“We’ve got to get them off the street, and they have to live and sleep somewhere,” Baker said. “Not in prison, but they should be held until we ship them out and they should not mingle among the people.

“Who knows what diseases they are carrying or if they are criminals? They snuck in here and are walking among us. This is wrong.

Wait a minute. Camps in the nineteen-forties? Do you know what this means? The diseased criminal immigrants must have been in cahoots with the Reds! They were all part of a vast conspiracy, along with ACORN, to poison our water supply and sap and impurify our fluids during periods of early voting!

I need a blackboard.

Now, she made these remarks in front of a friendly 9-12 Project meetup on August 2, and they were warmly received by the audience, but no one else really noticed until the YouTube video started circulating.

Her campaign has not clarified her remarks about Miami camps in the 1940′s or ’50′s, and there is some speculation that the model she had in mind was the Japanese internment camps of WWII, but there is another possibility.

There were camps in the Miami area for migrants in the ’40′s – migrant labor camps. Camps set up to house a workforce so desperate for employment that entire families were literally walking into the state hoping for a chance to work backbreaking agricultural jobs for subsistence wages. Luckily for the workers, generous area landowners stood ready to provide exactly that!

A lot of these families hailed from nearby Southern states – that is, they were American citizens, but migrant labor camps did not discriminate – they were quite happy to take in workers of all races regardless of immigration status, and to a wide-eyed pale-skinned little girl, all of those dirt encrusted farm laborers must have looked quite brown and foreign and deportable.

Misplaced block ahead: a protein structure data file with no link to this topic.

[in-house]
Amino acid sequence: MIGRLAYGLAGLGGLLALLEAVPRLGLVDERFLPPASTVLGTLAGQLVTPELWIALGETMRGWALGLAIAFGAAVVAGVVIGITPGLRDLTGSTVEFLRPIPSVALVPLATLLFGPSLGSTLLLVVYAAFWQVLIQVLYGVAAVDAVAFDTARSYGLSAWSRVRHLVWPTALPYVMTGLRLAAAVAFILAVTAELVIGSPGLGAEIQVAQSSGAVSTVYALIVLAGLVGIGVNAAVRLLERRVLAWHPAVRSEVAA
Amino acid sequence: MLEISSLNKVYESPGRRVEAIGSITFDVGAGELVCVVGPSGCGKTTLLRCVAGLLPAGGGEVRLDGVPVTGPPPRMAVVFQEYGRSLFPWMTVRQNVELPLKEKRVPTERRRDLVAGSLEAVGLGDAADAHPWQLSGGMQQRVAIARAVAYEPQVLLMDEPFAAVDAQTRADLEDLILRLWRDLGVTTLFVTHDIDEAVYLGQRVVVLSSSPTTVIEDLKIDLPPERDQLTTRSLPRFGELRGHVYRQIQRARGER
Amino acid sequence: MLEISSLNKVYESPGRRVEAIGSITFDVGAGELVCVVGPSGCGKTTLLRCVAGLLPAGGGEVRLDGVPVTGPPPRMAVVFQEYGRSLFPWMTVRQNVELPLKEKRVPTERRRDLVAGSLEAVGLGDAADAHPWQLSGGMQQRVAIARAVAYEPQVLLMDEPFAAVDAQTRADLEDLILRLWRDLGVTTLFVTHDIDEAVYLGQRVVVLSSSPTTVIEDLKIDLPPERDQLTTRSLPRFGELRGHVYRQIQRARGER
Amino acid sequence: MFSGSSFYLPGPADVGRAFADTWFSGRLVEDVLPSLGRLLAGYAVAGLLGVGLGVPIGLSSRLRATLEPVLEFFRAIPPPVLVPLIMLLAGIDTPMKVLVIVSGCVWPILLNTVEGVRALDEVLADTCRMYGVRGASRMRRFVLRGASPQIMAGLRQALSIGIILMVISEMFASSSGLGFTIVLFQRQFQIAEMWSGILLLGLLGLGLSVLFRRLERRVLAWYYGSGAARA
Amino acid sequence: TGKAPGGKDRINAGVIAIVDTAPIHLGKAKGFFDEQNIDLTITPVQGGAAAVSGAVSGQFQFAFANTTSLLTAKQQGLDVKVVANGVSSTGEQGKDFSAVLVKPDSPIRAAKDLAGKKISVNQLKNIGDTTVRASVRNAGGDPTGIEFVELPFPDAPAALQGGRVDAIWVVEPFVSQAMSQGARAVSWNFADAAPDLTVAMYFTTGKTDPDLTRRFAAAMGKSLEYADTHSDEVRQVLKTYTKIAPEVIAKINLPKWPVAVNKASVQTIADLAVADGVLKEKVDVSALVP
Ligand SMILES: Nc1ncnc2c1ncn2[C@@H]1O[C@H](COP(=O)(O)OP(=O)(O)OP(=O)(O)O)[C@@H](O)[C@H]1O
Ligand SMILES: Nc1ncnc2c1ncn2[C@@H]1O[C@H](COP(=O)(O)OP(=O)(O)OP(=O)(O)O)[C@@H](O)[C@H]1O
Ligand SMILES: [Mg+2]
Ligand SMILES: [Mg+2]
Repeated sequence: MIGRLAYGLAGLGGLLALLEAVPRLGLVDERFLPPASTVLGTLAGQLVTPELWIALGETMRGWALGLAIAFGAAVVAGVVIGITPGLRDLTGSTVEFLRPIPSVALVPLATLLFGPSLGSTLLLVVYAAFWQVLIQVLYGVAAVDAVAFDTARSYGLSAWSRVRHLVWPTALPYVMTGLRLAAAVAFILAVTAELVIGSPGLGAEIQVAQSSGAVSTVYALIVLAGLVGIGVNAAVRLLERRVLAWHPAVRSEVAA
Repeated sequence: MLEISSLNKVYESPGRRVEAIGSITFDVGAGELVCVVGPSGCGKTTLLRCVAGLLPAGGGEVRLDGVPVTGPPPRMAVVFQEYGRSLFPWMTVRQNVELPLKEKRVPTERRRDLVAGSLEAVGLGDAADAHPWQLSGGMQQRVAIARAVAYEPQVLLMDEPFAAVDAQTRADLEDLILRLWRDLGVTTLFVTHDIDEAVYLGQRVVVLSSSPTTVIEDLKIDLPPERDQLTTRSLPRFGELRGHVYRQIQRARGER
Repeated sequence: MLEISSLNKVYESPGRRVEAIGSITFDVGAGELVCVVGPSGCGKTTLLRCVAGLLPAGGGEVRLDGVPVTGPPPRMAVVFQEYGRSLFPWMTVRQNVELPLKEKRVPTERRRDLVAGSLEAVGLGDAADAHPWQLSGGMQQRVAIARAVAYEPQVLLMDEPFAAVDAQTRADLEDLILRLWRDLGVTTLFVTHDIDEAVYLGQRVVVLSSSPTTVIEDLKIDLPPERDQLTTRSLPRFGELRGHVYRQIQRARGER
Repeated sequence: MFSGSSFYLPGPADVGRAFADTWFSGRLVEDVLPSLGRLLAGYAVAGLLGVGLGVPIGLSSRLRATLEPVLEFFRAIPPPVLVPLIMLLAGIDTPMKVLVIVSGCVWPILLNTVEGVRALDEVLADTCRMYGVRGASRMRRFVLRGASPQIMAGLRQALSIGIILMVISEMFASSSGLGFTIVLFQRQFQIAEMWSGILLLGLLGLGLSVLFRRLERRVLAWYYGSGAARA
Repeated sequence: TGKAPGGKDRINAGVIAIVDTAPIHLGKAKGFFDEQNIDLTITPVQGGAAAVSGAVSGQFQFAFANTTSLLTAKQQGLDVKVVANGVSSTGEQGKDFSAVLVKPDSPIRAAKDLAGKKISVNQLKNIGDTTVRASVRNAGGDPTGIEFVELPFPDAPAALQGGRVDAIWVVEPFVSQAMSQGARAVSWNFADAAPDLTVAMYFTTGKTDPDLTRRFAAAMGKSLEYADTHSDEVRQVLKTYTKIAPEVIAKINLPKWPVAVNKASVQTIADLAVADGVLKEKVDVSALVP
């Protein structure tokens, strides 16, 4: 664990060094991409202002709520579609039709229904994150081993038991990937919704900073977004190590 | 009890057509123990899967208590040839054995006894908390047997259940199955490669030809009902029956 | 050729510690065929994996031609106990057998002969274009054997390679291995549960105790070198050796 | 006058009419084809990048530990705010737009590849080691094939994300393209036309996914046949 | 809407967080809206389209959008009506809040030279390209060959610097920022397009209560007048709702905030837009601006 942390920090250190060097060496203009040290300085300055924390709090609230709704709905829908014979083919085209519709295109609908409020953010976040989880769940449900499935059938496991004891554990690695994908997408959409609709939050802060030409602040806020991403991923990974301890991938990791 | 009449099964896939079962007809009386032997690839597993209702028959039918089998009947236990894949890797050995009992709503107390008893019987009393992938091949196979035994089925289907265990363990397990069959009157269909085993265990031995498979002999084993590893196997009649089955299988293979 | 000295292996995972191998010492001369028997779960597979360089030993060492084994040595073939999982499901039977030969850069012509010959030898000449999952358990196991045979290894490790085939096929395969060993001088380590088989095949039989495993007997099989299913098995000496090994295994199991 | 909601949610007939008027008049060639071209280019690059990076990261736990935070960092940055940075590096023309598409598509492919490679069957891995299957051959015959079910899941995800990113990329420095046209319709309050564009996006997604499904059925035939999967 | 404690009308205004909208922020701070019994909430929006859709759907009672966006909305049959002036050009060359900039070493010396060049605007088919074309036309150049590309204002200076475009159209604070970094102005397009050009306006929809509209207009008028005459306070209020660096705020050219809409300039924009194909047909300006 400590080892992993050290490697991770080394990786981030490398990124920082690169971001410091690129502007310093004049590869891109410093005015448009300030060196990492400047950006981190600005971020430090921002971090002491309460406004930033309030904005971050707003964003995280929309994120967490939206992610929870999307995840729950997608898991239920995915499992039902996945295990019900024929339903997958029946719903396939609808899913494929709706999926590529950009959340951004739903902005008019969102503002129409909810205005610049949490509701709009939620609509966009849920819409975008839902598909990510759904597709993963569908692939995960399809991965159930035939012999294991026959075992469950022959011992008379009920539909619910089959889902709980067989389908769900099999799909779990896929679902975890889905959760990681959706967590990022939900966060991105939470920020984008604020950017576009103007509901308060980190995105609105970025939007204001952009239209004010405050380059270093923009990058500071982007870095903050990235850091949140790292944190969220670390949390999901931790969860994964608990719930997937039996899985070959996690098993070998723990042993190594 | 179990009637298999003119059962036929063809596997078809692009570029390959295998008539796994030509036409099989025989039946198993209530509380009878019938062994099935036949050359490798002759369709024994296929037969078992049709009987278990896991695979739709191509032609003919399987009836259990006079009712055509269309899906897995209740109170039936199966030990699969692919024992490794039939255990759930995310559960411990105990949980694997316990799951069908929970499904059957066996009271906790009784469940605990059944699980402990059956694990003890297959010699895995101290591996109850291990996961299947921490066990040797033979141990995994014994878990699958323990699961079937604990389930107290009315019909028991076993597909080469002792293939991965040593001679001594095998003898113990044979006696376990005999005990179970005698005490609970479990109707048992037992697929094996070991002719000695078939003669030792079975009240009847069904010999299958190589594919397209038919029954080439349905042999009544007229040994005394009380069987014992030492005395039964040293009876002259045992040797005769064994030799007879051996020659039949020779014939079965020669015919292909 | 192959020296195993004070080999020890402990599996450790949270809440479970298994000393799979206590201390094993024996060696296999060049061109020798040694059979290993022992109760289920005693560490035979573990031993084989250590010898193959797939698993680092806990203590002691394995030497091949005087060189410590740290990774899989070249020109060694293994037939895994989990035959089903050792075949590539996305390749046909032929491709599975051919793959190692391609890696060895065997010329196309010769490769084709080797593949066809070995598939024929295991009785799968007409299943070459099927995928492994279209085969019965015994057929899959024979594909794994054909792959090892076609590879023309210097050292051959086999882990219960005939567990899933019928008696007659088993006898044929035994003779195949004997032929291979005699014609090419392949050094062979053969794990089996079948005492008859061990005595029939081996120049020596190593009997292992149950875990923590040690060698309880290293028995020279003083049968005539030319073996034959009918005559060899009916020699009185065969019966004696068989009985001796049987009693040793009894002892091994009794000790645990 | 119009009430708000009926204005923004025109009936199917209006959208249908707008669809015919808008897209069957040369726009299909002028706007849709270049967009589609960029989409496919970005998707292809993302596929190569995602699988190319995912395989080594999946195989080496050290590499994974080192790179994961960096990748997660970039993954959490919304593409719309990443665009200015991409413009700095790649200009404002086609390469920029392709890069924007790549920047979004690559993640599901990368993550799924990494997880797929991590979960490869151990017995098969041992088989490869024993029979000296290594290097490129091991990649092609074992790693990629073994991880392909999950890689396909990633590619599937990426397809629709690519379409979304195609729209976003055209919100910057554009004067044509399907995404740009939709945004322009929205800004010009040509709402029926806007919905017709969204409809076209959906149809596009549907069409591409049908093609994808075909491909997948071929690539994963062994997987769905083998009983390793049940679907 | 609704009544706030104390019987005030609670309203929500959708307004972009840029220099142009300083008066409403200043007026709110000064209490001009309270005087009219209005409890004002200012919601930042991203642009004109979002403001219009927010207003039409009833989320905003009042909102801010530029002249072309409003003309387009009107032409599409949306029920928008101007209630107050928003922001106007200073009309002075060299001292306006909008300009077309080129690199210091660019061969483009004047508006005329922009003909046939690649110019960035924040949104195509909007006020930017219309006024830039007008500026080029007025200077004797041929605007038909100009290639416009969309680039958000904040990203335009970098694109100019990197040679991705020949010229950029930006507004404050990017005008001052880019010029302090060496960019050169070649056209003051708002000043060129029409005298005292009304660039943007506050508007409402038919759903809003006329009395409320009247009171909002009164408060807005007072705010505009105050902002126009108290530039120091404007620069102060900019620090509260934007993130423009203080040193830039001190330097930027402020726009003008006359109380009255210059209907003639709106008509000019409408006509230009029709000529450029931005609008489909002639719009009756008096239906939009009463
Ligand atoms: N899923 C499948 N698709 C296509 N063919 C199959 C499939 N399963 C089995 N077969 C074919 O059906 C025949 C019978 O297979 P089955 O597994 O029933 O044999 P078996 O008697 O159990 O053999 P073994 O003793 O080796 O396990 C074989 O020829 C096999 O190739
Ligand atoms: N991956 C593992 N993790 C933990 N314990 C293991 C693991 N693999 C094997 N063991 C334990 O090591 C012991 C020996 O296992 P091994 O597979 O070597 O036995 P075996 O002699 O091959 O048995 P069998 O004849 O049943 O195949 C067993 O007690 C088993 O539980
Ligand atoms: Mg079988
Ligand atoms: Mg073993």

Most of the diverse people who comprised the influx of workers into Florida in the later years of the Great Depression came from other southern states.

These migrant laborers made their way south from Georgia and from throughout the Upper and Mid South (from Eastern North Carolina and Kentucky to Arkansas and Eastern Oklahoma) after the loss of tenant positions on leased farm land, foreclosure, falling farm yields, or the closure of textile factories and other industries forced them away from their homes.

Some Sense of Security

Migrants took whatever little possessions they could carry and traveled, often with their entire families, to the warmth and agricultural abundance of Florida in search of sustenance, shelter, and some measure of economic security.

Of course, without those handy camps, the migrants would have been walking among Marg’s friends and family, spreading disease and fluoride and ACORN propaganda.

So, maybe Marg was thinking of the Japanese-American citizens who were interned by our government, or maybe she was referencing the American migrant workers who were employed by generous landowners in order that she be provided with a refreshing glass of Florida orange juice every morning.

Regardless, it is obvious that her motives are pure – lily white, actually – and that she is a woman of great vision – a woman we can trust with our bodily fluids without fear of losing our essence.

I’ll give Marg the last word (from the video):

“We gotta have guns!”